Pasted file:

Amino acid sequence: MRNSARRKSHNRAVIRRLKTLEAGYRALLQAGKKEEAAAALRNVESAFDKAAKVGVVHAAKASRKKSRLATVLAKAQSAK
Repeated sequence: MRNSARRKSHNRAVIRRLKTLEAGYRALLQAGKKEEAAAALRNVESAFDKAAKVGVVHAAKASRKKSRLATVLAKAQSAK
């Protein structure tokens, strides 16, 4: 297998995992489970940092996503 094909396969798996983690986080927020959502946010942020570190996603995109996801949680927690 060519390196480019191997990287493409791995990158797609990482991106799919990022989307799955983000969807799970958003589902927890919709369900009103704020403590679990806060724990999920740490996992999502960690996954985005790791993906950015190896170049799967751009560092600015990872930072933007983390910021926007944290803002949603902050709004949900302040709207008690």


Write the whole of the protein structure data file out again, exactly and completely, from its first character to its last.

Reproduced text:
Amino acid sequence: MRNSARRKSHNRAVIRRLKTLEAGYRALLQAGKKEEAAAALRNVESAFDKAAKVGVVHAAKASRKKSRLATVLAKAQSAK
Repeated sequence: MRNSARRKSHNRAVIRRLKTLEAGYRALLQAGKKEEAAAALRNVESAFDKAAKVGVVHAAKASRKKSRLATVLAKAQSAK
């Protein structure tokens, strides 16, 4: 297998995992489970940092996503 094909396969798996983690986080927020959502946010942020570190996603995109996801949680927690 060519390196480019191997990287493409791995990158797609990482991106799919990022989307799955983000969807799970958003589902927890919709369900009103704020403590679990806060724990999920740490996992999502960690996954985005790791993906950015190896170049799967751009560092600015990872930072933007983390910021926007944290803002949603902050709004949900302040709207008690």